The Infant Jesus playfully holds out his arms to the young St John the Baptist, who stands transfixed in pious reverence. Positioned against an idealised southern landscape, the Holy Family forms a perfect triangular composition. Painted in Rome, the work is a programmatic image of Nazarene art. It reflects the enthusiasm of the supporters of this movement for the paintings of Raphael and their desire to arouse the "heart, soul and emotions" of the viewer. As an academic, Passavant also made an in-depth study of Raphael and is regarded as one of the founding fathers of modern art history.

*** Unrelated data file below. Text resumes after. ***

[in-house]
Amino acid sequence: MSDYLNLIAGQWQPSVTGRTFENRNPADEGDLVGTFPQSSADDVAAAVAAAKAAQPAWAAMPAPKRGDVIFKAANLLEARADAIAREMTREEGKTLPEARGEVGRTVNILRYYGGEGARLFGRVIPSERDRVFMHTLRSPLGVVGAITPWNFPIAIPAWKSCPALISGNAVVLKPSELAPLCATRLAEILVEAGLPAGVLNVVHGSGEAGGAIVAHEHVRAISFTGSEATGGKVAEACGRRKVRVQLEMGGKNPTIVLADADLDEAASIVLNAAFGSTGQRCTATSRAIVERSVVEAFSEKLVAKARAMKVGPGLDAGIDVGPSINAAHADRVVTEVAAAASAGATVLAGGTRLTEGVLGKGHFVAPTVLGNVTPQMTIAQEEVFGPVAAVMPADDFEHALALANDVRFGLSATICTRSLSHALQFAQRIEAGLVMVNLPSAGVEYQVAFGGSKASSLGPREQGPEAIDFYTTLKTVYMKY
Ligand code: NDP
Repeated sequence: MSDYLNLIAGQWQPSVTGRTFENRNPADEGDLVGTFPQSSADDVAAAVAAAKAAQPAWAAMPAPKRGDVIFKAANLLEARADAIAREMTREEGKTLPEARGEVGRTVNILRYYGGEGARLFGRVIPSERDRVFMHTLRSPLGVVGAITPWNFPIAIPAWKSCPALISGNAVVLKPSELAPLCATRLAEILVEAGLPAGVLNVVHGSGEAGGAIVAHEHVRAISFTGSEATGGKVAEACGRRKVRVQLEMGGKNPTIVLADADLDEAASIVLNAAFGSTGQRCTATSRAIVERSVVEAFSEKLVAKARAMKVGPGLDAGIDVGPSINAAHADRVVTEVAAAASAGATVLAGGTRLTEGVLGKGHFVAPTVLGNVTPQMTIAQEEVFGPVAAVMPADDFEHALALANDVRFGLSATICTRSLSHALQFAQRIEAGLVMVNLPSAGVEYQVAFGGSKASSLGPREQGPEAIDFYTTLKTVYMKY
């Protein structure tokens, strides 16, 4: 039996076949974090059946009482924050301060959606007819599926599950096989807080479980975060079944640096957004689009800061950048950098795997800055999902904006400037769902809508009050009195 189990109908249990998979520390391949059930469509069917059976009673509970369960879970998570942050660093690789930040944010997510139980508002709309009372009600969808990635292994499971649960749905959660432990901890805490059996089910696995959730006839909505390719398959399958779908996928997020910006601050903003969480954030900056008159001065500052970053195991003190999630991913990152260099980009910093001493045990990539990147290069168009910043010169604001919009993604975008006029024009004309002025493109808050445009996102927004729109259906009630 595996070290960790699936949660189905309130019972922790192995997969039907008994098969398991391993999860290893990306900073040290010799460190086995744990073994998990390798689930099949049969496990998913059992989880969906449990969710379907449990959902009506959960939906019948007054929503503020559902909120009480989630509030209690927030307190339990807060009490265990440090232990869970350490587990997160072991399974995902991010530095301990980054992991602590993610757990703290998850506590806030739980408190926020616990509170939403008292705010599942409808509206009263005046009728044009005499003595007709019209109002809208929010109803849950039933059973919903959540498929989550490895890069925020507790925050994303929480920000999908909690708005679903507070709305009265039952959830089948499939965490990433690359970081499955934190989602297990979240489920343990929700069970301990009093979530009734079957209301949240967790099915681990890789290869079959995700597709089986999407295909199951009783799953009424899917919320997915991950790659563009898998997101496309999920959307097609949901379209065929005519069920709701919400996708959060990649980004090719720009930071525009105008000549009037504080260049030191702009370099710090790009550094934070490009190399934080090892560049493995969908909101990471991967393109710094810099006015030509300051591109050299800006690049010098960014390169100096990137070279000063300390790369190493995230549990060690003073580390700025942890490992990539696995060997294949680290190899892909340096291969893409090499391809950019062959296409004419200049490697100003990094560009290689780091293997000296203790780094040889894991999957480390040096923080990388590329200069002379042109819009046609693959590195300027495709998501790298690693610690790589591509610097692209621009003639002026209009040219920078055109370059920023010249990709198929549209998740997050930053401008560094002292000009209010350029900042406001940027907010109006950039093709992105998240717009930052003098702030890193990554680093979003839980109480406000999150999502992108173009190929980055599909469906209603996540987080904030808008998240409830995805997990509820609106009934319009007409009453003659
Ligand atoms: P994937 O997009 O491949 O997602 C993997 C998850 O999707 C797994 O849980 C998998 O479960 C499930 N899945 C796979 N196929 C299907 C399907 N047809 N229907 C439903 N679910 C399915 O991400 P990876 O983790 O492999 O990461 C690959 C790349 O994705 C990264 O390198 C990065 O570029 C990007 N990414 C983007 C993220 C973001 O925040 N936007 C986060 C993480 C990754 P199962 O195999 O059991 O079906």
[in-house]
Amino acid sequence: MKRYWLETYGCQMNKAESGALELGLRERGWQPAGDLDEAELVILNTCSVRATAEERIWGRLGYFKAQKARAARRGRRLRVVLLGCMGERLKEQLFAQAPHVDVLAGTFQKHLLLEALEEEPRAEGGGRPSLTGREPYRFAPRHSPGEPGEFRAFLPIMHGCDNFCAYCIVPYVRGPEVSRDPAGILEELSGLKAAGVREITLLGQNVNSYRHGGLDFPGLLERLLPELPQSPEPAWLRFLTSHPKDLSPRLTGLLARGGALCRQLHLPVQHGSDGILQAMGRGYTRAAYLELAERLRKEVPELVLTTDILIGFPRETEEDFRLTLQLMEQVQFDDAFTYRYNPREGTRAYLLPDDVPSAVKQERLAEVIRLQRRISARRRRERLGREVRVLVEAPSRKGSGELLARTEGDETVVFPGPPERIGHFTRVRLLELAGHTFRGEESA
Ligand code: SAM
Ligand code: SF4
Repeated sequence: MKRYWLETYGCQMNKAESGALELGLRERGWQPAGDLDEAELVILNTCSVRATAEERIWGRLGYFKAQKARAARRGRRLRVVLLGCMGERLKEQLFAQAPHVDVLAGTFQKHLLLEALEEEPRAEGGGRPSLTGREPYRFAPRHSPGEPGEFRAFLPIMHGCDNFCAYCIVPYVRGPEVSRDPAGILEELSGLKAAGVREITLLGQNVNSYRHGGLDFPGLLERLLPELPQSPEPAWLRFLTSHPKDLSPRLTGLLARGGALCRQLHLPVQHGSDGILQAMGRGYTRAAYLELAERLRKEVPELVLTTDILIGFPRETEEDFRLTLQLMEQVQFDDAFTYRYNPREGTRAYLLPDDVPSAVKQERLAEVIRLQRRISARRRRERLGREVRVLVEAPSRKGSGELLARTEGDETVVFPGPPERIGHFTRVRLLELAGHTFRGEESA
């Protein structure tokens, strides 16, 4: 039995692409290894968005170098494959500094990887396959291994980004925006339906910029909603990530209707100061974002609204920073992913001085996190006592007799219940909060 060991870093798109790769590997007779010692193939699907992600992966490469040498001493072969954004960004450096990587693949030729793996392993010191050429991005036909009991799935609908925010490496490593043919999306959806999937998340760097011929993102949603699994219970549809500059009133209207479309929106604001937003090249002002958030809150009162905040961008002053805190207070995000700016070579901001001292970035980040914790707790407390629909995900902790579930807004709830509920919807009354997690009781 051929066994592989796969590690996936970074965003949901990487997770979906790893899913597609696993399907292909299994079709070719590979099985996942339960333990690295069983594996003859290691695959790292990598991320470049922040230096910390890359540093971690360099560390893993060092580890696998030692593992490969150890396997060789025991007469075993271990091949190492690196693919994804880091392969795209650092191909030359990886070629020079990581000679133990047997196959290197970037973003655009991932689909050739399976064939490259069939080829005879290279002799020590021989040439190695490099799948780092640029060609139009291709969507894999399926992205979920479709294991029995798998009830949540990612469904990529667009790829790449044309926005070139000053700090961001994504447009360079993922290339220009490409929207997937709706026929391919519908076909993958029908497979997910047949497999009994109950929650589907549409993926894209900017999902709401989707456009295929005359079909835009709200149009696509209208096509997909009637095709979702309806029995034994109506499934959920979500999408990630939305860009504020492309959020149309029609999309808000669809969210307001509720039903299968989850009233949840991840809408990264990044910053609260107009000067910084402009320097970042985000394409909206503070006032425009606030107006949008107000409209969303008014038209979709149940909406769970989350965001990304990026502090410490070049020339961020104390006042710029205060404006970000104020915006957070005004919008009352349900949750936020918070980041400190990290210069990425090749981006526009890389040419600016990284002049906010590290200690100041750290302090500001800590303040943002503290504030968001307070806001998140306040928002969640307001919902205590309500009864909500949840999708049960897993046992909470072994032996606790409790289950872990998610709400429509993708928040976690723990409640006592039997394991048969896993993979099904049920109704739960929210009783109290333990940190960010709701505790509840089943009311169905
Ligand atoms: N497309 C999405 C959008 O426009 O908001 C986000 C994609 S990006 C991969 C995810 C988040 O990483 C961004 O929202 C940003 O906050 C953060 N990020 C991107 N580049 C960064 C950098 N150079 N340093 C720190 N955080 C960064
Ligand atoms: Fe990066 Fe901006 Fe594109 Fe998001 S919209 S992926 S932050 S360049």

Heinrich Anton Cornill d’Orville (1790–1875), merchant and art lover from Frankfurt, was a member of the Städel administration at the time the painter and art historian Johann David Passavant held the position of Städel gallery inspector in the mid-nineteenth century. Together, they went to the memorable auction in The Hague in 1850, where the collection of the Dutch royal court went under the hammer. They bought Jan van Eyck’s ‘Lucca Madonna’, among other works. In 1902 his heirs presented the museum with a portrait of Cornill d’Orville in his memory.